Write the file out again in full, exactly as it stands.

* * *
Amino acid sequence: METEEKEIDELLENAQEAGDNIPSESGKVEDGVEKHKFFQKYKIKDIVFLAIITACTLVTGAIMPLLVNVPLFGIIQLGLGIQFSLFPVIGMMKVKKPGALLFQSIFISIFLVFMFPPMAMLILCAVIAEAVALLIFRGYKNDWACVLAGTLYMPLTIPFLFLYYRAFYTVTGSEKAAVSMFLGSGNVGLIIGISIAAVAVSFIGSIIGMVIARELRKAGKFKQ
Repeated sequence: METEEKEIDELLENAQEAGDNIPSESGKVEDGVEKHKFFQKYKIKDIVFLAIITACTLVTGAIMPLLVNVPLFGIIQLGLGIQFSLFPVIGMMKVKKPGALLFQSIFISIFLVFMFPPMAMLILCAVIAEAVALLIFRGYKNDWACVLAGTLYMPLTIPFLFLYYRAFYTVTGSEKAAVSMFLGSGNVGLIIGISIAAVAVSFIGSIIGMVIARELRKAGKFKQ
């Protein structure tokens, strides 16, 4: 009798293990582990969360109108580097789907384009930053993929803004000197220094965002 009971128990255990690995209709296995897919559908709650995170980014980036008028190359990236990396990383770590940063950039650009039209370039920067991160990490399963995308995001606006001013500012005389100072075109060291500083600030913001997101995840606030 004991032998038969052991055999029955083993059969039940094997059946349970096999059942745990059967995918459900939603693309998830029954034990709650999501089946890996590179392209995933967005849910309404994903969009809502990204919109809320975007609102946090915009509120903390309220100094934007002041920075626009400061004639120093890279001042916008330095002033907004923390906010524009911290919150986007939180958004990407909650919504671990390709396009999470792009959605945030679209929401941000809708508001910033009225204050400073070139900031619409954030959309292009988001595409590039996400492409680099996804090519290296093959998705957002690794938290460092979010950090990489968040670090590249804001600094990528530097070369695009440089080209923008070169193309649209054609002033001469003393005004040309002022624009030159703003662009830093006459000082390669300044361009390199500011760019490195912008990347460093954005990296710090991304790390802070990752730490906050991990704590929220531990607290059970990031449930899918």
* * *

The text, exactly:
Amino acid sequence: METEEKEIDELLENAQEAGDNIPSESGKVEDGVEKHKFFQKYKIKDIVFLAIITACTLVTGAIMPLLVNVPLFGIIQLGLGIQFSLFPVIGMMKVKKPGALLFQSIFISIFLVFMFPPMAMLILCAVIAEAVALLIFRGYKNDWACVLAGTLYMPLTIPFLFLYYRAFYTVTGSEKAAVSMFLGSGNVGLIIGISIAAVAVSFIGSIIGMVIARELRKAGKFKQ
Repeated sequence: METEEKEIDELLENAQEAGDNIPSESGKVEDGVEKHKFFQKYKIKDIVFLAIITACTLVTGAIMPLLVNVPLFGIIQLGLGIQFSLFPVIGMMKVKKPGALLFQSIFISIFLVFMFPPMAMLILCAVIAEAVALLIFRGYKNDWACVLAGTLYMPLTIPFLFLYYRAFYTVTGSEKAAVSMFLGSGNVGLIIGISIAAVAVSFIGSIIGMVIARELRKAGKFKQ
């Protein structure tokens, strides 16, 4: 009798293990582990969360109108580097789907384009930053993929803004000197220094965002 009971128990255990690995209709296995897919559908709650995170980014980036008028190359990236990396990383770590940063950039650009039209370039920067991160990490399963995308995001606006001013500012005389100072075109060291500083600030913001997101995840606030 004991032998038969052991055999029955083993059969039940094997059946349970096999059942745990059967995918459900939603693309998830029954034990709650999501089946890996590179392209995933967005849910309404994903969009809502990204919109809320975007609102946090915009509120903390309220100094934007002041920075626009400061004639120093890279001042916008330095002033907004923390906010524009911290919150986007939180958004990407909650919504671990390709396009999470792009959605945030679209929401941000809708508001910033009225204050400073070139900031619409954030959309292009988001595409590039996400492409680099996804090519290296093959998705957002690794938290460092979010950090990489968040670090590249804001600094990528530097070369695009440089080209923008070169193309649209054609002033001469003393005004040309002022624009030159703003662009830093006459000082390669300044361009390199500011760019490195912008990347460093954005990296710090991304790390802070990752730490906050991990704590929220531990607290059970990031449930899918």